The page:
Why you need a better parts inventory system. By John Dolce

Service vehicles and landscape equipment are designed for work and often get rough treatment. Professional landscaping is hardly a “dainty” trade. To remain operable, productive and safe, you must maintain and repair them frequently. To do this, you must maintain an inventory of commonly needed maintenance and repair parts. The right amount of the right parts at the right time will provide you with what you need when you need it along with reducing the stress on your operating capital and reducing make-work activity.

Conversely, downtime caused by the lack of a particular part, even an inexpensive one, such as a belt or hose, can be very costly to you in terms of lost revenue. If a key vehicle or production unit is out of service for any length of time because you lack the part to get it up and running again, you lose not only the production of that unit, but also the production of the operator.

Your parts inventory exists to improve your level of service and support your shop operations by reducing fleet downtime and increasing your company’s gross profit.

In the broadest sense, inventory management is the practice of planning, directing and controlling inventory so that it contributes to your vehicle and equipment productivity, thereby enhancing your operational efficiency and business profitability. You must implement processes to control your inventory rather than the other way around.

My 35-plus years in the vehicle/equipment management industry have convinced me that most companies can do a better job of managing their parts inventory. Too often, the process involves a lot of waste. It doesn’t have to be that way, thanks to computerization.

Before the computer, inventory was tracked and replenished manually using stock cards. Buyers kept a file containing part numbers and descriptions, stock status, little notes, hints and hunches that assisted them in formulating the correct level of parts to stock.

The march of computerization

The computer has allowed us to provide a great deal of “science” along with the “art” of buying. Even so, a computerized inventory is dependent upon your equipment/fleet manager’s knowledge of fleet mix and its average age to assure that you will have the right part at the right time.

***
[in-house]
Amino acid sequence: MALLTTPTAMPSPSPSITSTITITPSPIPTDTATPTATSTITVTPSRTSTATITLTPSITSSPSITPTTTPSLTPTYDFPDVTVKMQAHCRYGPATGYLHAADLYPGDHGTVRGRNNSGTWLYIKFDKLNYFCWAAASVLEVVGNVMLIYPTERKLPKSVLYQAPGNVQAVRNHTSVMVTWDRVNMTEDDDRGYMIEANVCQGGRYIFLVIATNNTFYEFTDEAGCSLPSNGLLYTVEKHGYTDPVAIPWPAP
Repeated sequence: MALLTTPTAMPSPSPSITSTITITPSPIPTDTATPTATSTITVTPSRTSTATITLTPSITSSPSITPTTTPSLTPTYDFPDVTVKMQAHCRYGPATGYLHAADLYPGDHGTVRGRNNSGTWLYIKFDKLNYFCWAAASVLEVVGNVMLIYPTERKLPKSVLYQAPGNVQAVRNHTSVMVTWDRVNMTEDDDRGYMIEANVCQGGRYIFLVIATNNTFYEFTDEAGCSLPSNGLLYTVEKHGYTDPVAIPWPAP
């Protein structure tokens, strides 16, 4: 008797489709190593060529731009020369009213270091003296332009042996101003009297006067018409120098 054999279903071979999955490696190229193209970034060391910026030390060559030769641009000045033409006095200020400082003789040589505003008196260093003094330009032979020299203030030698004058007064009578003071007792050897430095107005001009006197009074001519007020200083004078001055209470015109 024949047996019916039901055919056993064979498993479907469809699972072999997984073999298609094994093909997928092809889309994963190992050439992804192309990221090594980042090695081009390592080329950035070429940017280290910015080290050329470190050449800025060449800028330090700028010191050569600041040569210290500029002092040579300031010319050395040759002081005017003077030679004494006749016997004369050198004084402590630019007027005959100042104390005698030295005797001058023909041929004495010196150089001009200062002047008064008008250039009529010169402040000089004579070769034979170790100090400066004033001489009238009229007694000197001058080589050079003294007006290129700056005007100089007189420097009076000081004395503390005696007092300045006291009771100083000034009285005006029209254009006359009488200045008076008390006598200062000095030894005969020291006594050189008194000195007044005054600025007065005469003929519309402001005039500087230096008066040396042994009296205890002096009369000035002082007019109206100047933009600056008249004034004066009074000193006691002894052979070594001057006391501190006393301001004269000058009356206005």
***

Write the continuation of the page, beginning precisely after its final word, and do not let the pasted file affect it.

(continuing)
As most of us know, most landscape companies, given their relatively small size, still manage their parts inventory manually. Some companies can do it quite efficiently that way. It should be obvious, however, that inventory computerization is almost inevitable for all companies.

This will make it easier for you to implement processes to measure what is ordered, delivered and stocked each day, along with what is put on your vehicles or equipment. It will also allow you to track what is backordered.

Measuring this process gives you vital information to control excesses, and to receive a daily efficiency check. It also allows you to compare it to out-of-service vehicles or equipment due to lack of parts. Daily knowledge is vital for taking prompt corrective action as well as analyzing and understanding procedures that need improvements and doing what is necessary to improve our productivity.

Generally, the parts you require for maintaining and repairing your vehicles and equipment fall into three categories:

  • Big-ticket items (usually repair items), which constitute 10 percent of inventory but 70 percent of its cost;
  • Fast moving items that are usually about 70 percent of your inventory but only 10 percent of cost; and
  • In-between items (for want of a better term) that come in at 20 percent of the inventory in your shop.